As Director of the Oxford Centre for Byzantine Research, Peter Frankopan was the ideal interviewer of Bettany Hughes, an engaging historian and broadcaster who brought wit and sparkle to 'what's passing, not past.'
The brief but lively exchange between two historians united in a shared passion for the ancient world offered a tantalising glimpse into a city, known as The World's Desire. Istanbul has been called many things: Byzantium for 900 years, Christian Constantinople for an additional 1000 years, Islamic Islam-bol and now Istanbul. Under President Erdogan, 2016 saw the renaming of the iconic Bosphorus Bridge to the 'July 15th Martyrs' Bridge', as a coup against him was quashed.
Hughes is a hands-on historian who seeks to understand both the archaeology of place and culture. When Frankopan asked her why she had chosen Istanbul as a subject, she spoke of how a ten year long project has seen many trips to the city, including one last year with her two daughters. She recounted how her historian's curiosity to witness a demonstration against President Erdogan first hand over-rode her maternal instincts, but was chastened by the effect tear gas had on her daughter's asthma. At this point, Frankopan drily dissociated himself from such derring-do methods, but reminded Hughes that at the Jaipur Literary Festival, it had been she, not him, who had chosen to stay in her room, while he went out to explore the city.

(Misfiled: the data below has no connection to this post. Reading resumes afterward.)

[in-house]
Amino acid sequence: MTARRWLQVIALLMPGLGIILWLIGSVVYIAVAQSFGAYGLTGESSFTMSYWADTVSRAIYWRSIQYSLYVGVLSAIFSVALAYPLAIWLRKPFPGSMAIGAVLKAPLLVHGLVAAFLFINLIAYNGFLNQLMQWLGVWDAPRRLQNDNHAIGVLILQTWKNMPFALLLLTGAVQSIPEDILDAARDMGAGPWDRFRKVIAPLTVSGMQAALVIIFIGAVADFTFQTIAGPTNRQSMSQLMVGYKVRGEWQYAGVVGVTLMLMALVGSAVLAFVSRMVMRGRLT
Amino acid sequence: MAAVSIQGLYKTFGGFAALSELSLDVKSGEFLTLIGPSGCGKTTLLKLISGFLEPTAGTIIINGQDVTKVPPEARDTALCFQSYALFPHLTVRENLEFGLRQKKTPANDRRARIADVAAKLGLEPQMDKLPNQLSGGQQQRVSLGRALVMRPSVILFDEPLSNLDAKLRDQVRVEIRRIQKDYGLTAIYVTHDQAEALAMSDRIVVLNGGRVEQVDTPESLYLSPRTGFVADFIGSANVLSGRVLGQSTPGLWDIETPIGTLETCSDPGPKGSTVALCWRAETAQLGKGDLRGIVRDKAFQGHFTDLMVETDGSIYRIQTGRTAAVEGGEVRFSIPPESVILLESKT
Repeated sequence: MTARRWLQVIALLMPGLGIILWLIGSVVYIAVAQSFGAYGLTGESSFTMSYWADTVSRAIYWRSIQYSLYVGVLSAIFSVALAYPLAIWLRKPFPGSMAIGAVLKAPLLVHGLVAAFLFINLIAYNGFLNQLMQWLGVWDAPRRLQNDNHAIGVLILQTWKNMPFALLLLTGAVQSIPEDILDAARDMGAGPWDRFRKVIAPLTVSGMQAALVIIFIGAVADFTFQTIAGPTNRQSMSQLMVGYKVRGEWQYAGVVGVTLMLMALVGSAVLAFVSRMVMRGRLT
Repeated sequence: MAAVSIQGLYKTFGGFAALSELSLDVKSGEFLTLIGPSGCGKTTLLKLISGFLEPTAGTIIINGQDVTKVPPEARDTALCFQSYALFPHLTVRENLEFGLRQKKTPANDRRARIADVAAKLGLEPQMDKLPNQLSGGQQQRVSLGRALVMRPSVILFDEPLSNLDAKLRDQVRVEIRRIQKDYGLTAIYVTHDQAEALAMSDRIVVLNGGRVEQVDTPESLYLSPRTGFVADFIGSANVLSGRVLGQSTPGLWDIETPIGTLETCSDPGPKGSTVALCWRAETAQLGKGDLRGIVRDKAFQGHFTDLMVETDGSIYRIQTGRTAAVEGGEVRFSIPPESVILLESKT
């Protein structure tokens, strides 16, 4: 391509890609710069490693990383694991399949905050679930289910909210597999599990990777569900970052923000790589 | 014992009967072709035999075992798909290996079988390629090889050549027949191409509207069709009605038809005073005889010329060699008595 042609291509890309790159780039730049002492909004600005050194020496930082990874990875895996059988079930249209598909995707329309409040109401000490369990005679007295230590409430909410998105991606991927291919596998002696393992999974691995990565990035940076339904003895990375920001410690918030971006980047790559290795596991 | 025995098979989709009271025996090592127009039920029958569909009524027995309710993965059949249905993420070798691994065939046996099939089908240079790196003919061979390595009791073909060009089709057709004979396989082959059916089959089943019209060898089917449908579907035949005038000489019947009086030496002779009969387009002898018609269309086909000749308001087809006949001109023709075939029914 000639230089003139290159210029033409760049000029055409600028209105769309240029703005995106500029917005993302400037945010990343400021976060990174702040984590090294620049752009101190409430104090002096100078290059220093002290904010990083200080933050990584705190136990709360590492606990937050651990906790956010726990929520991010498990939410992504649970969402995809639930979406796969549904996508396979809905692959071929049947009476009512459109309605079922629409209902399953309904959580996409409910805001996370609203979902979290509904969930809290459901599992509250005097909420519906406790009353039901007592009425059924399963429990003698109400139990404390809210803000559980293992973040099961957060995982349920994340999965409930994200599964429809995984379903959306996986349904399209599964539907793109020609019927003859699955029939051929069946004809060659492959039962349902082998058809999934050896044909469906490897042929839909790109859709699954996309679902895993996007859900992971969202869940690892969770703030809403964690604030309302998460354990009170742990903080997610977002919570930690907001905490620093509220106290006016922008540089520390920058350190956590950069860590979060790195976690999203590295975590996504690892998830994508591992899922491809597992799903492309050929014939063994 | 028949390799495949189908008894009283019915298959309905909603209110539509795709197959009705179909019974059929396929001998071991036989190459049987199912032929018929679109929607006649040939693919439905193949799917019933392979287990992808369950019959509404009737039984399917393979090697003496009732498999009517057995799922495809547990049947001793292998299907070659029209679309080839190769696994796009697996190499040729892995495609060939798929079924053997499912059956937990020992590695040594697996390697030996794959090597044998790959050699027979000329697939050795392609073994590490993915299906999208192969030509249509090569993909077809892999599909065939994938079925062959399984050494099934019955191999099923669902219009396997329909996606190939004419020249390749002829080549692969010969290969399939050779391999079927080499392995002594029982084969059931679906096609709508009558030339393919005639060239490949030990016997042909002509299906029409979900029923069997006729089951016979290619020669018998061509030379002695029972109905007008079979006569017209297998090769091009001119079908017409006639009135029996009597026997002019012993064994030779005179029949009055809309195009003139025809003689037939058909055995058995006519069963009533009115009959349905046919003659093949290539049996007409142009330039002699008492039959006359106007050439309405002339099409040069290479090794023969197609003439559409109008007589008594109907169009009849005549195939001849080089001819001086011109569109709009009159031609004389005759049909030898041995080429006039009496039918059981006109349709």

Boldly addressing the audience, rapt in the narrative, Frankopan reassured Hughes that her diligence would be well understood in Oxford. 'This is the epicentre of swots,' Frankopan said. As an Oxford alumni, Hughes explained that their necessarily brief discussion was due to another date at the V&A that evening, to raise money for the University.
The contribution of outstanding women has been one of Hughes' most consistent areas of interest, and in Istanbul she finds much to admire. Surveying the modern skyline, Hughes notes that 'half' the buildings were founded or paid for by women: mosques, fountains, gardens were all in the gift of rich female patrons, whose religious duty was discharged in acts of philanthropy.
Hughes' eclectic cast of characters through Istanbul's long and bloody history are brilliantly evoked, but her message was inclusiveness - what brings the world together is the marvel of the book.